WHOLLY WELL READ – Robert Charles Hope (2000)
WHOLLY WELL READ – Robert Charles Hope (2000)
|Oakmagic Publications, 2000.
|Devon and Cornwall’s Holy Wells
By Robert Charles Hope
Ah the West Country, land of legend, rugged coastlines, lonely moorland, romance and cream teas. It is a landscape jam-packed with megaliths, wells, crosses, hauntings, witches, faery folk and customs. A little part of England steeped in history and myth which attracts millions of visitors each year in search of fact, fiction and folklore. In good free-market tradition, this demand has been supplied by a plethora of writers and publishers, one such publisher is Oakmagic Publications.
Oakmagic Publications are a small press based in Penzanze, Cornwall, right at the heart of the West Penwith region. They specialise in producing reprinted works by early authors about Cornish folk customs, pagan beliefs and ancient sites. Of late they have extended their geographical range to include Devon and even Wales. In addition they produce a number of original works, many of which have been written by Cornwall scholar, and one half of the Oakmagic team, Kelvin Jones. If that isn’t enough Kelvin’s partner, Debbie Jones, is an excellent artist and her work can also be purchased through Oakmagic.
So what do we have in this offering from the Jones’. It is an A5, card bound, entirely monochrome reprint of the chapters on Cornwall and Devon in Hope’s The Legendary Lore of the Holy Wells of England, originally published in 1893. It is as simple as that really. No revisions to bring it up to date, no direction maps, no grid references, no claims that it is a complete list of wells in these counties, in fact no frills whatsoever. On the other hand it is a mine of information about the better known holy wells on the south-west peninsula, at a price that won’t even stretch my minuscule bank balance.
Hope’s Legendary Lore is a beautiful book. However, it is now notoriously difficult to find, and copies in good condition are expensive. In it Hope attempts a survey of the wells for all of the English counties, a project that most readers of this journal will agree is a massive task. Fortunately for Hope, there was considerably less written about the holy wells of England in the late nineteenth century. Consequently, he missed more than he found. However, Cornwall and Devon are particularly rich in holy wells and the venerable gentleman managed to find thirty-five named wells and four sacred pools in Cornwall, and another nine wells and four pools in Devonshire. Not all of the sites get much of a mention, but more than half are illustrated. Some of the better known wells, (e.g. Madron well, St Nun’s well, Pelynt), have quite extensive notes. Even the shorter entries are often interesting and intriguing in equal measure. For instance, the entry for Cranmere Pool, Devon reads; ‘Cranmere Pool is believed to be a place of punishment for unhappy spirits, who are frequently to be heard wailing in the morasses which surround it’. That is enough to make this reviewer grab his cameras and take a look!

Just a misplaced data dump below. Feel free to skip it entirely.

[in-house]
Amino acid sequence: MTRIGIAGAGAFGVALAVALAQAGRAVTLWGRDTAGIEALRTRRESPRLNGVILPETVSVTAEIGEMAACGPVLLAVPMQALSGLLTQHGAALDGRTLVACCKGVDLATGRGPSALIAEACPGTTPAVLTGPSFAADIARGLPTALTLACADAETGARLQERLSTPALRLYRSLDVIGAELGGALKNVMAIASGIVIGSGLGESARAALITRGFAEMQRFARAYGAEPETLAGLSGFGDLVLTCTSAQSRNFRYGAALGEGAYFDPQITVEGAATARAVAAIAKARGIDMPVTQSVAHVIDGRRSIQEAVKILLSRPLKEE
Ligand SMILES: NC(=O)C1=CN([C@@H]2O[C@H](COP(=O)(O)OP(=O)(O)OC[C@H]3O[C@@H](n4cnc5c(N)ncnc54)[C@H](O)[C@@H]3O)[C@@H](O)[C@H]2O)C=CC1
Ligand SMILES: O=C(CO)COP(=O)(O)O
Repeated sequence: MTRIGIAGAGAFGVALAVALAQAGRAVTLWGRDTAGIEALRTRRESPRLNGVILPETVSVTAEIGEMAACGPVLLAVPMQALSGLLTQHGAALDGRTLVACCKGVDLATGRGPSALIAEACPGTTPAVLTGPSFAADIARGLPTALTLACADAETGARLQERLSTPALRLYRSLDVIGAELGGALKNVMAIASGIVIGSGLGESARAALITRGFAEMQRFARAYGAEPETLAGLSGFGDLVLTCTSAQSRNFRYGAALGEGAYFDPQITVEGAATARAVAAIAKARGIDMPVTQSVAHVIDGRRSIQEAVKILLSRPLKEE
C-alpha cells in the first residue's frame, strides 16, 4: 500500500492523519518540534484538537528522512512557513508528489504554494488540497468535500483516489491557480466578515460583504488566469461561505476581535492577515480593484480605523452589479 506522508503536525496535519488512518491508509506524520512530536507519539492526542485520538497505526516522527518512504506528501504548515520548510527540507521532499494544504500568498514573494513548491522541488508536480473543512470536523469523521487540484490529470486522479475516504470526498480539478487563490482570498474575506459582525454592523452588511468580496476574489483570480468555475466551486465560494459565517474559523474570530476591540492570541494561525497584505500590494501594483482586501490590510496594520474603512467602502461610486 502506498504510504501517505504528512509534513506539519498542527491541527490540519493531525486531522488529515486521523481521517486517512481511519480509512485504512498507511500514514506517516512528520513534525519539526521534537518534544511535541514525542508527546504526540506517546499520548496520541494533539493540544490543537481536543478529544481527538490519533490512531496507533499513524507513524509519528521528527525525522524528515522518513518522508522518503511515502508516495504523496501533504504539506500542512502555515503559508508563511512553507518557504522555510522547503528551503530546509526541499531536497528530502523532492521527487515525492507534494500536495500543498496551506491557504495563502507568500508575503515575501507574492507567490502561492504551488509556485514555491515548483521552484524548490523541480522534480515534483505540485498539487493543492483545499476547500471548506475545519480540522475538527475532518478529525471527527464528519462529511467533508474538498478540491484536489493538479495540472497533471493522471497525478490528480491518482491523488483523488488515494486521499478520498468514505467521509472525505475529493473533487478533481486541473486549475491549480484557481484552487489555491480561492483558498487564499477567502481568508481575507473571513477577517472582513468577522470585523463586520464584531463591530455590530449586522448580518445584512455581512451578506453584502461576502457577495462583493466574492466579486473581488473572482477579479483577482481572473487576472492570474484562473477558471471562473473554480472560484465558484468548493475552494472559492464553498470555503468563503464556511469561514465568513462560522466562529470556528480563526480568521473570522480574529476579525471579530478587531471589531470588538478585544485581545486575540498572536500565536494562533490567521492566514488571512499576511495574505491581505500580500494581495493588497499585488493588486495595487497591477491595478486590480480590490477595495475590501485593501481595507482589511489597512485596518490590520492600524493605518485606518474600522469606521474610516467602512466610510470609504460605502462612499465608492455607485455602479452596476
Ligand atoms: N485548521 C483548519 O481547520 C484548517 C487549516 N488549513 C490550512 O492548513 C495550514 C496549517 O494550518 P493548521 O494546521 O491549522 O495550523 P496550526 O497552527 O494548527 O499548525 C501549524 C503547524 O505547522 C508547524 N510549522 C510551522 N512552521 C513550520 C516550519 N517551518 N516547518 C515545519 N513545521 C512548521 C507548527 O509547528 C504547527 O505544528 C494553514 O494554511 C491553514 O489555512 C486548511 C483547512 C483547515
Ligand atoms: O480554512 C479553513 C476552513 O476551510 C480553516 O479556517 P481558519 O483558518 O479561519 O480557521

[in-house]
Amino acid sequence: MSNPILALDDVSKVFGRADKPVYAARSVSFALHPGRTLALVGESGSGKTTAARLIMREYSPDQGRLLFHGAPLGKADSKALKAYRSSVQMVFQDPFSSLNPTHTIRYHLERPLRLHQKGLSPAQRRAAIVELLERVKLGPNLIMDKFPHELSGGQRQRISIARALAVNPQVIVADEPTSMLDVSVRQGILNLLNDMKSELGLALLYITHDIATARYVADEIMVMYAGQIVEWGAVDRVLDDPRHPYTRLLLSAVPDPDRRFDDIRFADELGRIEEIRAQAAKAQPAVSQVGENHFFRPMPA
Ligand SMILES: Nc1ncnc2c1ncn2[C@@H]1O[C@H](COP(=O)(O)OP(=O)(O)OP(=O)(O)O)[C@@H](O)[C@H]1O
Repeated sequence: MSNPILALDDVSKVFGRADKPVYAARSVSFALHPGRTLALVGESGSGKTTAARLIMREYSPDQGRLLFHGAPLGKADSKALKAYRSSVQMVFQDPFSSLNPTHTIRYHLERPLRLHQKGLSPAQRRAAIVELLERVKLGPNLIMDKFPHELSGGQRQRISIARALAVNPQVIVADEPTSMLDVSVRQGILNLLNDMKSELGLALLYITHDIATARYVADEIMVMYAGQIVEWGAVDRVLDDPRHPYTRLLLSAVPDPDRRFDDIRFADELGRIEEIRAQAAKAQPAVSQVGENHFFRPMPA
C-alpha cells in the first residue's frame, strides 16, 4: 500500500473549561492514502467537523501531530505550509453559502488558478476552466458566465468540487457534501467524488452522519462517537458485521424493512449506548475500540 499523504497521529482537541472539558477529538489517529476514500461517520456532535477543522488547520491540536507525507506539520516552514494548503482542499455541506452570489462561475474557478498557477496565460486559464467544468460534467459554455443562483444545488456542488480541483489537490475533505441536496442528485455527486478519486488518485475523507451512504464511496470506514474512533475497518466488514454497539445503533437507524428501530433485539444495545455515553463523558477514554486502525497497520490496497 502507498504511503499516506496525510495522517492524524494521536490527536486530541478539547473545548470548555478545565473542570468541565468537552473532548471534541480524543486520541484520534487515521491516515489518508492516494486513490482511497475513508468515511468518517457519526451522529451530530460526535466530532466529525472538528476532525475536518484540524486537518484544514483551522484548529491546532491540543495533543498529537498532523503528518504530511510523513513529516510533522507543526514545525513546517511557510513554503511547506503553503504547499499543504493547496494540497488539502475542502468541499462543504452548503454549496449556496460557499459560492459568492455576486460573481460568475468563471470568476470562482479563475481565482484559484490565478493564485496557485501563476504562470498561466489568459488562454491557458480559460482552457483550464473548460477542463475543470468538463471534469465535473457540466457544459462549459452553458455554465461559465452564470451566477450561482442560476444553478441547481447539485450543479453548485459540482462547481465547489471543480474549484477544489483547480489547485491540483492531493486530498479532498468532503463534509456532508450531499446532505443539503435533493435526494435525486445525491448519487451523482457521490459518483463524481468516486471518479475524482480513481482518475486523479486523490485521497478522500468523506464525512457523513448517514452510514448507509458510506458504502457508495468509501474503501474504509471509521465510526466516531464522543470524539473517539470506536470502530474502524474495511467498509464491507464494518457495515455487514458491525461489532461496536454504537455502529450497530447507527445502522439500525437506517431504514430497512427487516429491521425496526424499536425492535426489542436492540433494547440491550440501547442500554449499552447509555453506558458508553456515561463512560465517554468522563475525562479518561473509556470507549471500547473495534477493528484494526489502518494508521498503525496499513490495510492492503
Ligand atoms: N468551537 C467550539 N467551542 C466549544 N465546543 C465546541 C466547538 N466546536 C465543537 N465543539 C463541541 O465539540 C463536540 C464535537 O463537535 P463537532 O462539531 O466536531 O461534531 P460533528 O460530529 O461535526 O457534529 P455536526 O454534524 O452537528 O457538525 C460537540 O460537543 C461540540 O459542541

Hope makes a number of references to the Borlase’s earlier account of the Antiquities historical and monumental of the county of Cornwall but greatly expands on the Reverend’s accounts of holy wells in the county. Consequently, this is an excellent resource for anyone interested in the holy wells of the West Country.
Sounds great, but what is the catch I hear you ask. Well, unfortunately, being a grumpy Goth I must have a moan. And my first moan is that in my review copy some of the original text appears to have gone missing. The entries for Basil’s well at St Clether and St Gundred’s well at Roche are incomplete, and the entries between them (namely Scarlet well at Bodmin, and Brass well at Trelevean) are completely missing. Obviously some mischievous piskie has managed to hide some of the text from the Jones’ as they prepared the text. Anybody who has ever prepared text for publication will tell you how often the little folk get away with their little pranks. This is a shame, and is quite rare for an Oakmagic publication, which are generally very good.
My major moan is that the quality of the illustrations could be better. They are pretty good scans but most of them have suffered a little in the reproduction. The kind of detail that can be seen in the originals or, indeed, in Feorag NicBride’s online version of The Legendary Lore is unfortunately not found here. This is no doubt because costs are kept minimal by producing this volume with a photocopier. But they are good enough, and the beauty of these West Country wells can still be admired.
In conclusion then, this book is a steal at a measly three quid, even with averagely produced illustrations and a little bit missing (although I daresay that the Jones’ will replace the missing text in future copies). If you want a transcript of Hope’s The Legendary Lore for these most magical of counties that looks better than a web page print-out then get in touch with Oakmagic Publications. The added bonus is that you will then be supporting a local press that do some sterling work in making little known and difficult to find writings about the West Country available at minimal cost. It is worth every penny for that alone.
Reviewed by: Rich Pederick
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